The biggest social media platform in the world is Facebook, followed by YouTube, Twitter, Google+, Instagram, LinkedIn and Pinterest (in that order). But each platform has its own fans and users, so as well as finding a platform you feel comfortable with, you also need to consider who your customers are and which platforms they’re likely to use most frequently. Think about where your customers are based in real life too and which channel will help you reach them. 

For example, someone interested in crochet might spend a lot of time on YouTube looking for tutorials, so if that’s something you can offer, you could catch their attention there. Facebook is the most popular platform for women aged 55 and over, so if that’s your audience then Facebook might be a more effective way of reaching them than spending your time on Instagram, which is most popular with 16-34 year olds.

Pinterest is a brilliant platform for makers and is one of the fastest-rising social media channels, but most of its users (around 55%) are still in the US. This means that although Pinterest can be a great way to get your work seen and shared, if you don’t ship to America it might not lead to as many direct sales as other platforms. Or you might want to target international customers, in which case it could be perfect.

Think about the type of interactions you’re after too. Twitter is great for building relationships with journalists, bloggers, and is a fantastic way to find interesting news and stories to share. Instagram, on the other hand, is where many makers choose to hang out and share snippets of their everyday lives, so it’s a wonderful way to ‘find your tribe’ and connect with other creative people who are making and selling. Don’t write off Snapchat either. Although currently populated by teenagers and celebrities, it’s being hailed as the future by many in the know.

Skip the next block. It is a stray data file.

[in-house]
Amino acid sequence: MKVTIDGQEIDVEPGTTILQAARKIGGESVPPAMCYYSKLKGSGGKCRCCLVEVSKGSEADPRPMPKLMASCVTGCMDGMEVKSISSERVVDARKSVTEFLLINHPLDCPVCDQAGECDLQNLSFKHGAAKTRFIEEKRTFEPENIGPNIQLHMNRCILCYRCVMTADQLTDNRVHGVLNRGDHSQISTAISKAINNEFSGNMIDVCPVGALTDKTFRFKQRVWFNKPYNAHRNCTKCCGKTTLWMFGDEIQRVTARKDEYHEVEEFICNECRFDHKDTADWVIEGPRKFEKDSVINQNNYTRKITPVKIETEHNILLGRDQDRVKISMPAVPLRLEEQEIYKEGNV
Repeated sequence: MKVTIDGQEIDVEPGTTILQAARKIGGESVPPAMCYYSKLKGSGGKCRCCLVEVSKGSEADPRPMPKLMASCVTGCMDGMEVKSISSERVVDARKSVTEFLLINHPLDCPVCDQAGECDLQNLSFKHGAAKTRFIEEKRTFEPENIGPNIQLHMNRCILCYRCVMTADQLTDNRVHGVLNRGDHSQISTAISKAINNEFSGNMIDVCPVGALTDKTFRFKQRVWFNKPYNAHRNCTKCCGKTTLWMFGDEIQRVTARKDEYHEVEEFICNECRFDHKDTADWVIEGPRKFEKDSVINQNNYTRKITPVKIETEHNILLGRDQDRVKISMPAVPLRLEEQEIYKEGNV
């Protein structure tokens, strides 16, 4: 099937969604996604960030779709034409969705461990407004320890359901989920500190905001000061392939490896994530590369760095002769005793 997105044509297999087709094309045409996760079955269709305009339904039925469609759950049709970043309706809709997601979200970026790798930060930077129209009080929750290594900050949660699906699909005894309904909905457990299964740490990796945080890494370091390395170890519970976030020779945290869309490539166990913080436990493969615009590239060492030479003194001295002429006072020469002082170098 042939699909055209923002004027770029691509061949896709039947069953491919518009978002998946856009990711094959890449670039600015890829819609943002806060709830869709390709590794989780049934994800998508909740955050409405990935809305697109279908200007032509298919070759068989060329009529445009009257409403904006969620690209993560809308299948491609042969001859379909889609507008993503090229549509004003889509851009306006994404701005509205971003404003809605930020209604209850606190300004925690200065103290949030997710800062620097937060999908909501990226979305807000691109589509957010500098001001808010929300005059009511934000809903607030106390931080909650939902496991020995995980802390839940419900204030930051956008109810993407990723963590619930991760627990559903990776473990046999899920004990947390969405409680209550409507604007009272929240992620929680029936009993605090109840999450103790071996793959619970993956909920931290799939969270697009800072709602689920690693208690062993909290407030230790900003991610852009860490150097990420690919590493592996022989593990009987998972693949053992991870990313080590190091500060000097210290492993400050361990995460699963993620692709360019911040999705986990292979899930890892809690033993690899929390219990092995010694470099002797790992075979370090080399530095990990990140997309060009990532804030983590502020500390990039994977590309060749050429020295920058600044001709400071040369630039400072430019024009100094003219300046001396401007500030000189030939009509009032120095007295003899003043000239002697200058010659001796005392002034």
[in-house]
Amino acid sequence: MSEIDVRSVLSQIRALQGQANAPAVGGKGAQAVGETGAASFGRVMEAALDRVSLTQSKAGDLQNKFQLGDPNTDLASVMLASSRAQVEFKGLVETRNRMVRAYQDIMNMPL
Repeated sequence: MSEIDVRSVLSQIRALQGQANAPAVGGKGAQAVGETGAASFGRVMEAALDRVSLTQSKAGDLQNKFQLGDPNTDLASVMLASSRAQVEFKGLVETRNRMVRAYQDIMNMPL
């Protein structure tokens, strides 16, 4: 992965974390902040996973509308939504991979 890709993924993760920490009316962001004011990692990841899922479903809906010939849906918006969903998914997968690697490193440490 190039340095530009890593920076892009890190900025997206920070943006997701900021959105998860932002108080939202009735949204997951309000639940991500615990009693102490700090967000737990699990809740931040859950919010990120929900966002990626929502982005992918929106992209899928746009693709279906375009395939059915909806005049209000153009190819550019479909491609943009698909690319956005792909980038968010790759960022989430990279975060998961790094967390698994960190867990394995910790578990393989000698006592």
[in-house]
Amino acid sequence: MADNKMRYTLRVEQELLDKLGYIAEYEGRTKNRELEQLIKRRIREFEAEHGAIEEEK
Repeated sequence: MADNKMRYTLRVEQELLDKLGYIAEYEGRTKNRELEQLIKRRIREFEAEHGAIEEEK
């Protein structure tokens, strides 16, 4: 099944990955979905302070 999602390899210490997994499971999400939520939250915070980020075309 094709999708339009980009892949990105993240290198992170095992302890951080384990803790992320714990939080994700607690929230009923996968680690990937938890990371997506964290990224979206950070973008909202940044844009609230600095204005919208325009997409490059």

Infographic showing the pros and cons of Facebook, Twitter, Instagram and Pinterest…

pros and cons of main social media platforms, infographic, Facebook, Twitter, Instagram, Pinterest

We haven’t included Snapchat, YouTube, Google+ or LinkedIn in this infographic, but have a look at the links below for more info and stats about each of those.

 

 


 

Sources:

Social Sprout – Social Media Demographics to Inform a Better Segmentation Strategy
Brandwatch – 96 amazing social Media Statistics and Facts for 2016 – Brandwatch
Buffer – The Science of Pinterest Scheduling: Finding Your Best Consistency, Frequency and Timing
Sproutworth – 61+ social media facts and statistics you should know in 2016
Fast Company – How Much Is A Pinterest Pin Worth?
Iconosquare – Are Instagram Stories Killing Your Engagement on Traditional Posts?
Adweek – Facebook Pages Paid for 31.68% of Total Reach in April (Report)
Locowise – Facebook page growth and engagement study July 2016 

 

More social media tips from Folksy

What are Instagram Stories and how do I use them?
10 Super Useful Twitter Tips
How to find great content to share
How to use Facebook adverts to boost your reach
The best craft and handmade Instagram hashtags
How to use hashtags on Instagram
Tell us about yourself on the #wearefolksyhashtag
Instagram tips for designers and makers by And Smile Studio
Craft your Social Media – Facebook
How one designer used Facebook to become a bestseller
How Pinterest can help your online craft business
Top 10 Tips for Pinterest